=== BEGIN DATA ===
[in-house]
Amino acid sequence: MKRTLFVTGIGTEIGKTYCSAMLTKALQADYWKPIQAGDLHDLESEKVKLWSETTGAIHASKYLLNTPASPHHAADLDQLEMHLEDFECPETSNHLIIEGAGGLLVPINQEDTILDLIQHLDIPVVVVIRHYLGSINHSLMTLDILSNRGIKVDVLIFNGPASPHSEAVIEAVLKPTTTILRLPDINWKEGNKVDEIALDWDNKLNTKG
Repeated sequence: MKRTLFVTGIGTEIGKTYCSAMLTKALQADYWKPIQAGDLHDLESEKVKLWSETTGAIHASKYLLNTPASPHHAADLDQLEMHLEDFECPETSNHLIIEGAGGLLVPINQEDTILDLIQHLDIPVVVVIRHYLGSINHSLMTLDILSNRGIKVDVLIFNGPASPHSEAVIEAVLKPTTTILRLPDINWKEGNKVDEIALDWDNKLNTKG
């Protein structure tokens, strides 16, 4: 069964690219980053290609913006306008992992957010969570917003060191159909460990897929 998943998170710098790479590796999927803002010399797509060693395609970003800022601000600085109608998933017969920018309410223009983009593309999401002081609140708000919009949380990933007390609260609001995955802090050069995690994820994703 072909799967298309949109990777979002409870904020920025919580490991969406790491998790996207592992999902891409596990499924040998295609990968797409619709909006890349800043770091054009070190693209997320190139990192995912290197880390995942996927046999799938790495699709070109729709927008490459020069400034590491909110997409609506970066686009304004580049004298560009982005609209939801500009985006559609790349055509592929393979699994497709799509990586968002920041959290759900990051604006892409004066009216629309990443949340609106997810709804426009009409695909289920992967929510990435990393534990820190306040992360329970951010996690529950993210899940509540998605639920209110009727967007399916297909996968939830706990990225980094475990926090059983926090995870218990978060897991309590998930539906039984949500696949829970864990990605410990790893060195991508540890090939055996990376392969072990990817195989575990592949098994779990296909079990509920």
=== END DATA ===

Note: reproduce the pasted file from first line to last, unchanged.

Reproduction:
[in-house]
Amino acid sequence: MKRTLFVTGIGTEIGKTYCSAMLTKALQADYWKPIQAGDLHDLESEKVKLWSETTGAIHASKYLLNTPASPHHAADLDQLEMHLEDFECPETSNHLIIEGAGGLLVPINQEDTILDLIQHLDIPVVVVIRHYLGSINHSLMTLDILSNRGIKVDVLIFNGPASPHSEAVIEAVLKPTTTILRLPDINWKEGNKVDEIALDWDNKLNTKG
Repeated sequence: MKRTLFVTGIGTEIGKTYCSAMLTKALQADYWKPIQAGDLHDLESEKVKLWSETTGAIHASKYLLNTPASPHHAADLDQLEMHLEDFECPETSNHLIIEGAGGLLVPINQEDTILDLIQHLDIPVVVVIRHYLGSINHSLMTLDILSNRGIKVDVLIFNGPASPHSEAVIEAVLKPTTTILRLPDINWKEGNKVDEIALDWDNKLNTKG
């Protein structure tokens, strides 16, 4: 069964690219980053290609913006306008992992957010969570917003060191159909460990897929 998943998170710098790479590796999927803002010399797509060693395609970003800022601000600085109608998933017969920018309410223009983009593309999401002081609140708000919009949380990933007390609260609001995955802090050069995690994820994703 072909799967298309949109990777979002409870904020920025919580490991969406790491998790996207592992999902891409596990499924040998295609990968797409619709909006890349800043770091054009070190693209997320190139990192995912290197880390995942996927046999799938790495699709070109729709927008490459020069400034590491909110997409609506970066686009304004580049004298560009982005609209939801500009985006559609790349055509592929393979699994497709799509990586968002920041959290759900990051604006892409004066009216629309990443949340609106997810709804426009009409695909289920992967929510990435990393534990820190306040992360329970951010996690529950993210899940509540998605639920209110009727967007399916297909996968939830706990990225980094475990926090059983926090995870218990978060897991309590998930539906039984949500696949829970864990990605410990790893060195991508540890090939055996990376392969072990990817195989575990592949098994779990296909079990509920």